The Graham-Cassidy healthcare bill heading to a possible vote next week would appear to be more costly for New York State in the long term than previous GOP repeal-and-replace plans.
The bill not only constrains overall federal funding for Medicaid and insurance tax subsidies (as earlier House and Senate proposals did) but also changes the distribution among the states – to the disadvantage of big-spending states such as New York.
The legislation cosponsored by Senators Lindsey Graham of South Carolina and Bill Cassidy of Louisiana has yet to be scored by the Congressional Budget Office, but there is little doubt that the fiscal impact on New York would be significant.
Governor Cuomo estimated that, as of 2026, Graham-Cassidy would cost the state $19 billion in annual federal health funding compared to current law – a figure in line with projections from the Center for Budget and Policy Priorities.
An analysis by the The New York Times found that New York would lose almost $2,500 per Obamacare beneficiary, the fourth highest amount of any state.
Under Graham-Cassidy, the two big financial commitments of President Obama’s Affordable Care Act – the expansion of Medicaid, and insurance tax credits for individuals – would be converted to block grants to states. Total federal funding for those grants would be less than what the ACA is projected to spend, and aid would be allocated among states in a very different way,
Currently, Washington sends relatively more money to states that chose to expand Medicaid coverage for the poor. Under Graham-Cassidy, it would allocate funding according to each state’s share of the population between 50 percent and 138 percent of poverty – which would mean a larger share to non-expansion states.
The impact on New York would be dramatic: It has about 6 percent of the target population, but currently receives about 9 percent of federal Medicaid spending.
New York would theoretically have the option of continuing its Medicaid program and Obamacare exchange as they currently operate, but it would have to do so with billions less in financial assistance from Washington. Albany would face a choice between finding state dollars to fill the gap – by diverting funds from other programs, raising taxes, or both – or cutting healthcare programs for the low-income and disabled.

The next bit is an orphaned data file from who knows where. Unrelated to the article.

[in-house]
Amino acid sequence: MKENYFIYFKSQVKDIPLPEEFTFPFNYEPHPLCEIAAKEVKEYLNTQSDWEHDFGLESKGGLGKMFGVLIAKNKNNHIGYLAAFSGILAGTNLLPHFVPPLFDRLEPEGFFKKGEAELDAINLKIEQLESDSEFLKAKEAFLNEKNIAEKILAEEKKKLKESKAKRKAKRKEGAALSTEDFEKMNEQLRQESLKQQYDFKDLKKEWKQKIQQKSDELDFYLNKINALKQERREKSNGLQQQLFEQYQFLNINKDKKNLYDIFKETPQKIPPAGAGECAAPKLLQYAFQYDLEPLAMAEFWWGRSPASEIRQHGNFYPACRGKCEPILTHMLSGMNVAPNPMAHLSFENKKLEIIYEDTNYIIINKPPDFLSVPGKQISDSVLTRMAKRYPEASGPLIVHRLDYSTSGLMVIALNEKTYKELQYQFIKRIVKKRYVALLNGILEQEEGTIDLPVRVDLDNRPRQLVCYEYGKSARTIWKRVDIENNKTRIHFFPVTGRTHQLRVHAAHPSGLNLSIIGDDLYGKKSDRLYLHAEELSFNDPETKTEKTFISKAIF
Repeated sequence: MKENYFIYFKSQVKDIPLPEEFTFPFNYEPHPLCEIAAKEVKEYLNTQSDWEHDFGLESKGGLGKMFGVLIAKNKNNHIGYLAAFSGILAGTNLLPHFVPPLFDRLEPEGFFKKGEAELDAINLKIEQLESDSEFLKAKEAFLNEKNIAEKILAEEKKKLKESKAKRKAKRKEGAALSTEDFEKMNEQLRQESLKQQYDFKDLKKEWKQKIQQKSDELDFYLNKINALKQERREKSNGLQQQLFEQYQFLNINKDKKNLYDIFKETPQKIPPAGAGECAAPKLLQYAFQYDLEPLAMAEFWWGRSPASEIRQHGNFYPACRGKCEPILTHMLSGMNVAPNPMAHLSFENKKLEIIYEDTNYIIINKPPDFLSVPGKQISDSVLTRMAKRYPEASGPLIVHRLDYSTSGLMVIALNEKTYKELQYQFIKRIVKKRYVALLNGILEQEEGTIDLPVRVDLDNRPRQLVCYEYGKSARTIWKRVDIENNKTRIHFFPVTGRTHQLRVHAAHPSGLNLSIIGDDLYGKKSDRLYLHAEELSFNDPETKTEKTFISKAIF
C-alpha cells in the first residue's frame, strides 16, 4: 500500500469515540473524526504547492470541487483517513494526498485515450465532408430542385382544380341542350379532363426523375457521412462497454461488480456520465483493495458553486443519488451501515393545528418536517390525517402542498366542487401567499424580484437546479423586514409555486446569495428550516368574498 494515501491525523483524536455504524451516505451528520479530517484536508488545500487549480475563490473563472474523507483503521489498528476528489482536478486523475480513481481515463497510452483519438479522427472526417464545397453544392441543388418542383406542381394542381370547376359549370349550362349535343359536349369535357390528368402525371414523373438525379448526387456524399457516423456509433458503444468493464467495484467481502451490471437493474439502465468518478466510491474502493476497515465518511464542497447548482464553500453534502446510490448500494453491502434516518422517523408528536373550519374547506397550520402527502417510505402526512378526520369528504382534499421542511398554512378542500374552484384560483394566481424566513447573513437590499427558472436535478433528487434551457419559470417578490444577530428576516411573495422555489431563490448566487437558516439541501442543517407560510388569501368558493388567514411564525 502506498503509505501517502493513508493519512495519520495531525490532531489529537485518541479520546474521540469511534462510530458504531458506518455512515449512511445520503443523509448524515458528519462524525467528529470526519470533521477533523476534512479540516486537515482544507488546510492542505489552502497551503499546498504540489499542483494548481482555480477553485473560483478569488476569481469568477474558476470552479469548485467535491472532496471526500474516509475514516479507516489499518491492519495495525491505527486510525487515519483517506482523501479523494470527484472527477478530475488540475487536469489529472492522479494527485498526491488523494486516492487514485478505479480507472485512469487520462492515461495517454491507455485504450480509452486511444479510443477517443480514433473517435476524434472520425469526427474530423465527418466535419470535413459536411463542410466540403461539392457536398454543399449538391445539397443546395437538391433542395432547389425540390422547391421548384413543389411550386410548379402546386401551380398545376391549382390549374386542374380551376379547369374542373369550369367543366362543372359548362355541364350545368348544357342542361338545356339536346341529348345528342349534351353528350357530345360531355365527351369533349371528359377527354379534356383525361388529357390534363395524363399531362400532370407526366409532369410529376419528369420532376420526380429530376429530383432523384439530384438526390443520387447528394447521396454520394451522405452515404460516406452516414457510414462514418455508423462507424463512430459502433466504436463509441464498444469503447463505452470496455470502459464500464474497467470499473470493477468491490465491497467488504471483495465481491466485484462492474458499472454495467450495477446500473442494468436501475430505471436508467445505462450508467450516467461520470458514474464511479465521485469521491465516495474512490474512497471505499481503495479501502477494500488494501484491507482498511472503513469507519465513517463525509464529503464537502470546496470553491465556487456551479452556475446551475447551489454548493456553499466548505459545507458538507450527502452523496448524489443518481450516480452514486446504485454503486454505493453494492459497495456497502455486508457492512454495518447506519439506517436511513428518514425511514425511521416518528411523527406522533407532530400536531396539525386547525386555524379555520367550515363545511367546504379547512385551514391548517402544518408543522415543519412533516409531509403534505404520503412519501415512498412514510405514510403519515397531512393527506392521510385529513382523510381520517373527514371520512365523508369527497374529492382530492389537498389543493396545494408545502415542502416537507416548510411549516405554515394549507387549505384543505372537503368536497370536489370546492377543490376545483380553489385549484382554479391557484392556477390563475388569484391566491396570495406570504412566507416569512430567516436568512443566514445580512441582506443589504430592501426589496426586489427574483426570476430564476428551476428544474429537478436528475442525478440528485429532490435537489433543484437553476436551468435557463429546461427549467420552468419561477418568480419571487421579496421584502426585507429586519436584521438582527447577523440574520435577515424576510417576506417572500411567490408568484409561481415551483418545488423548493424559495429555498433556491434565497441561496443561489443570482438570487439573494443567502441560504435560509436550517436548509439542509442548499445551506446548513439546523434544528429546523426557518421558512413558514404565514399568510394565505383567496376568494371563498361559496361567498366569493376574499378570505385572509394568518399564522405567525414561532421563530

Like earlier GOP bills, Graham-Cassidy would also constrain the growth of federal funding for traditional Medicaid recipients, allowing per-recipient aid to increase no faster than a specified inflation rate. That, too, is likely to mean less money overall compared to current law, possibly in the billions per year.
Graham-Cassidy would repeal the mandates requiring individuals to buy insurance and larger employers to offer insurance, which is likely to weaken the fragile market for non-group coverage.
It would also authorize states to seek waivers from Obamacare rules, including the package of minimum benefits that insurance must cover and the requirement for plans to cover pre-existing conditions. These changes are unlikely to affect New York, which has parallel laws in both areas.
Unlike previous GOP bills, Graham-Cassidy does not include a requirement for New York’s state government to absorb what counties outside New York City currently contribute to Medicaid costs. That amendment, sponsored by Reps. John Faso and Chris Collins, would have opened a $2.3 billion hole in the state budget.
Like previous GOP bills, Graham-Cassidy bars the use of federal tax credits to purchase health coverage for abortions (except as necessary to save the life of the mother or in cases of rape or incest). In a new wrinkle, the bill extends that same ban to cover funds spent from health savings accounts that receive federal tax breaks.
This creates a dilemma for New York, where insurance coverage for abortion is required by state regulation. The state would have to change that rule or forfeit the benefit of insurance tax credits for its citizens.
The Senate has until September 30 to vote on a repeal-and-replace bill under budget reconciliation rules, which bypass a Democratic filibuster. With Vice President Mike Pence available to break a tie, Republicans need 50 votes, meaning they can afford to lose no more than two GOP members. So far, Rand Paul of Kentucky has declared his opposition, and Susan Collins of Maine has signaled doubts.
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